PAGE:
Located between South Africa and Tanzania, Mozambique is often overlooked by travelers. Many people choose to visit the more developed surrounding areas, however, it is home to one of the longest coastlines in the world, complete with some of the best beaches.
And with those incredible beaches comes incredible seafood!
Because of its location, Mozambique experiences a tropical climate meaning it has two distinct seasons: a wet season and a dry season. Planning a trip around this weather may seem a bit overwhelming which is why I’ve put together this guide to help you decide on just the right time to visit Mozambique!
Here are the best times to travel to Mozambique!
March to May
The months of March to May are some of the best to visit Mozambique.
It’s the tail end of the wet season meaning although you might face a few wet days, you’ll also be met with extremely moderate temps. With highs averaging in the mid-’80s, traveling during this time means you’ll avoid the influx of travelers and you’ll feel as if you have the whole island to yourself.
With fewer crowds, you’ll find lower rates on flights and accommodation.
May is also a big month for events. The two biggest being the AZGO Festival and STRAB. The AZGO Festival is a 3-day outdoor festival in Maputo where you’ll be able to experience live music, workshops, music documentaries playing, and markets (both food and craft) to wander around. STRAB is the Subterranean Rhythm & Blues Festival which features 20 live bands.
June to November
June to November is arguably the best time to visit Mozambique (and the busiest). The dry season and winter begin in late May but don’t let the term winter scare you off.
Because of its tropical climate, the air and water temperatures are incredibly warm.
This is when you’ll find locals and tourists alike participating in lots of outdoor activities. From game viewing to diving and snorkeling to fishing—if you head to the southern coastline, you also might be able to do some whale watching, too!
If you’re like me and you love scuba diving, Pemba, Nacala Bay, and Morrungulo offer some of the best diving on the island. If you would rather take advantage of the waves for surfing, plan your trip in June, July, or August. And make sure to include Ponto do Ouro, Barra Beach, and Guinjala Bay in your itinerary.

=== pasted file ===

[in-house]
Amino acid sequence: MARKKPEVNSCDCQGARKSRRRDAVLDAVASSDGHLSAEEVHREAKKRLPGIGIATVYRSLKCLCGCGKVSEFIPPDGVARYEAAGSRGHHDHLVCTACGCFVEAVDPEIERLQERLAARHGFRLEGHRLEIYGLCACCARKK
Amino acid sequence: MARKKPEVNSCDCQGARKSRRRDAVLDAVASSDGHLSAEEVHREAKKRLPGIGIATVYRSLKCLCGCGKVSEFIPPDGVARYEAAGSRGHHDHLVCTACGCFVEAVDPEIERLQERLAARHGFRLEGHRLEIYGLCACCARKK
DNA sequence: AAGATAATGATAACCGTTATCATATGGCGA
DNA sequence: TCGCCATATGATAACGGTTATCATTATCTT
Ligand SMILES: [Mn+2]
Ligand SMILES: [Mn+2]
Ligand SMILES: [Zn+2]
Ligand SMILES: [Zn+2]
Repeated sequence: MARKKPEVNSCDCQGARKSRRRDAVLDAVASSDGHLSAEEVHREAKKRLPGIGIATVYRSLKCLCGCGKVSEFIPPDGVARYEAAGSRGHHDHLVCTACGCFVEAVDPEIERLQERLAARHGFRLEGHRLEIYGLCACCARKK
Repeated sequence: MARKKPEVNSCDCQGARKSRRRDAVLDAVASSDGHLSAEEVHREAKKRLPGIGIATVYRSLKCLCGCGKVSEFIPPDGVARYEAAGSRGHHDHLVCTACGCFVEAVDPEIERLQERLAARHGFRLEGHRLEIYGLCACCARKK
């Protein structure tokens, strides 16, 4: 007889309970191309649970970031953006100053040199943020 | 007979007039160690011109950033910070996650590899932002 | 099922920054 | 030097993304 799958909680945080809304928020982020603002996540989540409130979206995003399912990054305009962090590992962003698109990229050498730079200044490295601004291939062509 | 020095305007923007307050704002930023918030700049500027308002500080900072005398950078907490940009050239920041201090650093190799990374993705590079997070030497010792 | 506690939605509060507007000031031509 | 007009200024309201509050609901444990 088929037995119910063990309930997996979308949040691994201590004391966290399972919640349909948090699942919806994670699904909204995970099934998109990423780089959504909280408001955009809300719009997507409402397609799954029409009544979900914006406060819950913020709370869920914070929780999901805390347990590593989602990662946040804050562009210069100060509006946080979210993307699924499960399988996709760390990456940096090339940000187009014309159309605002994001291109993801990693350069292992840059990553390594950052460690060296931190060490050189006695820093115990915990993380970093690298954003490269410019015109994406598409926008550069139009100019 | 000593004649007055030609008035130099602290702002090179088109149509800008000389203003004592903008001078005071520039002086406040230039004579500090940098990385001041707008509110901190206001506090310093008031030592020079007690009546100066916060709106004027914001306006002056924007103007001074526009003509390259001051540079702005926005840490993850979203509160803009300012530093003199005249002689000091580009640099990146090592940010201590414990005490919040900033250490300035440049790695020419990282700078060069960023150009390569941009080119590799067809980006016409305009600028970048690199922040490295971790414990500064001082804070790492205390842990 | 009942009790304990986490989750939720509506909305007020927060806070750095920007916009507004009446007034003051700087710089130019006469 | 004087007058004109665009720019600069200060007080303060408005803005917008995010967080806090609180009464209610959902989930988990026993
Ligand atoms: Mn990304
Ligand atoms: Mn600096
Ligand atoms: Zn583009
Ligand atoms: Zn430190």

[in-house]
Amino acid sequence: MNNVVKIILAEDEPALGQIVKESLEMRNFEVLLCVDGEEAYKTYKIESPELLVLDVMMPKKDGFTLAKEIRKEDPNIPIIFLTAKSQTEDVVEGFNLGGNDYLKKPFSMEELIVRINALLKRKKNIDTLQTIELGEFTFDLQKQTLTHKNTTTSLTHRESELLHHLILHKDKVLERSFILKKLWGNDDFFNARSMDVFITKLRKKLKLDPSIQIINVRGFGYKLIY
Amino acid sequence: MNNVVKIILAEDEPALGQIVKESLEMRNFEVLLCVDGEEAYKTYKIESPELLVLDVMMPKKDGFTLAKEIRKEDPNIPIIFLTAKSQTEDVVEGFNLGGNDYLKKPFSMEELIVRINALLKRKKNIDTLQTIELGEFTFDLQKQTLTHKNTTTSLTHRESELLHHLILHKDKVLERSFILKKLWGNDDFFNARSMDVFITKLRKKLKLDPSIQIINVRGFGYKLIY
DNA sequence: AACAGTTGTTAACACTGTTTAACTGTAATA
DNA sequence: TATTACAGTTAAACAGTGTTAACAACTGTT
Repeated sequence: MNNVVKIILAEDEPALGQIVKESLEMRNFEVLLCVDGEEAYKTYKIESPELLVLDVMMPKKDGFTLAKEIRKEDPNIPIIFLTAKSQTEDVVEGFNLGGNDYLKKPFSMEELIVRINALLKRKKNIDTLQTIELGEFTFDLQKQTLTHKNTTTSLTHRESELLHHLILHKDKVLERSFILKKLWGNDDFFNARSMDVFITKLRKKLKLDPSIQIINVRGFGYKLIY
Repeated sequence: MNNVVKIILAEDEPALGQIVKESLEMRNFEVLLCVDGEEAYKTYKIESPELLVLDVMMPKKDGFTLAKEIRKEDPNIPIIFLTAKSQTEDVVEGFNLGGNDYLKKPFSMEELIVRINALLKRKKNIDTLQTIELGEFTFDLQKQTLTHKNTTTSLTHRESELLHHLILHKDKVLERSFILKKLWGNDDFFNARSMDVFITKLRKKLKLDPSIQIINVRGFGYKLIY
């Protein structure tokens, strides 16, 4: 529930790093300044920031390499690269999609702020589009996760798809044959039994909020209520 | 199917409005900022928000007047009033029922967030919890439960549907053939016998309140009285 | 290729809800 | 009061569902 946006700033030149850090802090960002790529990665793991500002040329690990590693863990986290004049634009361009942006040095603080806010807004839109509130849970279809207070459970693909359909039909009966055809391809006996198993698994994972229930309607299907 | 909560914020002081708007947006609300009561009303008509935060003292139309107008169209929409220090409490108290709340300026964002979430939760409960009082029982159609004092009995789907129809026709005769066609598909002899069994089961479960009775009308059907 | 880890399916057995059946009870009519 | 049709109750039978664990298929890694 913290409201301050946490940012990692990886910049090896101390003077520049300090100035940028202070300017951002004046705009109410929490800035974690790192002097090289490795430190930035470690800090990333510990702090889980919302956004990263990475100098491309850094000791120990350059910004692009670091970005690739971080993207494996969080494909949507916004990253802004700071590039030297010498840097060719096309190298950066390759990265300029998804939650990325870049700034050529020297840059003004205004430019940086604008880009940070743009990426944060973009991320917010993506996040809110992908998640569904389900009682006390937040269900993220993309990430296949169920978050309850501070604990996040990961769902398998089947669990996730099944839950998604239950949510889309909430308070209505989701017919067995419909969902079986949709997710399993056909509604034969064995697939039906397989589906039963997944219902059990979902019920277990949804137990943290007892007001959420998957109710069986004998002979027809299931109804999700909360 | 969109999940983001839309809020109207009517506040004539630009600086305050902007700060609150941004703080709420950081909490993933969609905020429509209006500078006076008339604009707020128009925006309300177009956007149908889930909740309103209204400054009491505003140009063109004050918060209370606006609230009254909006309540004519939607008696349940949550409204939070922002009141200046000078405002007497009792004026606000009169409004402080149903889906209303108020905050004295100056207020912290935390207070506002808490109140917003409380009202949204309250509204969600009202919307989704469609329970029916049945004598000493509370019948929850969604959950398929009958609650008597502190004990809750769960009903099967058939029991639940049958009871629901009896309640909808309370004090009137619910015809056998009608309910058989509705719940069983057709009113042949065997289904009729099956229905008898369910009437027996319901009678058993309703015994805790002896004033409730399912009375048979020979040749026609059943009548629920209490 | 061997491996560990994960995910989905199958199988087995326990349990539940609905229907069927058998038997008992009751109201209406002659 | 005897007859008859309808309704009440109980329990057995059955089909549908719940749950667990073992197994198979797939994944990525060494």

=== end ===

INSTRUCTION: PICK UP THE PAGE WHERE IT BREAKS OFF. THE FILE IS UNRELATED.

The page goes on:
Find my review of diving at Anantara Bazaruto Island Resort in Mozambique here!
If you’re less of a beach person and you want to spend your time game viewing, visit in August or September. You’ll be able to spot animals in their natural habitat at the Gorongosa National Park.
Because this is peak season, flights and accommodation can cost you up to 10% more than during the off-peak season. I highly recommend booking everything months in advance to get the best deals.
Despite the higher prices, some of the best events take place during these months!
In June, celebrate Independence Day in Maputo. You can enjoy dancing and music at the national stadium. In July, celebrate Mozamboogy, a festival focusing on music and colorful light displays. If you’re an adventurer, you can try your hand at slackline walking during the festival too. In August, join the party at the CHOPI Music Festival. It celebrates the musical heritage of the region.
December to February
December to February are the island’s wettest months. The amount of rainfall you’ll experience depends on where on the island you’ll be staying. The rainfall is much heavier on the coast in comparison to the north and south. In these areas, you can expect plenty of humidity and thunderstorms.
Come January, Mozambique’s cyclone season begins. If they do hit the island, it’s likely it will hit the south. Because of this January and February are best avoided. If you’re looking to stay on the northern side and you don’t mind rainfall, you will save money on hotels and accommodation.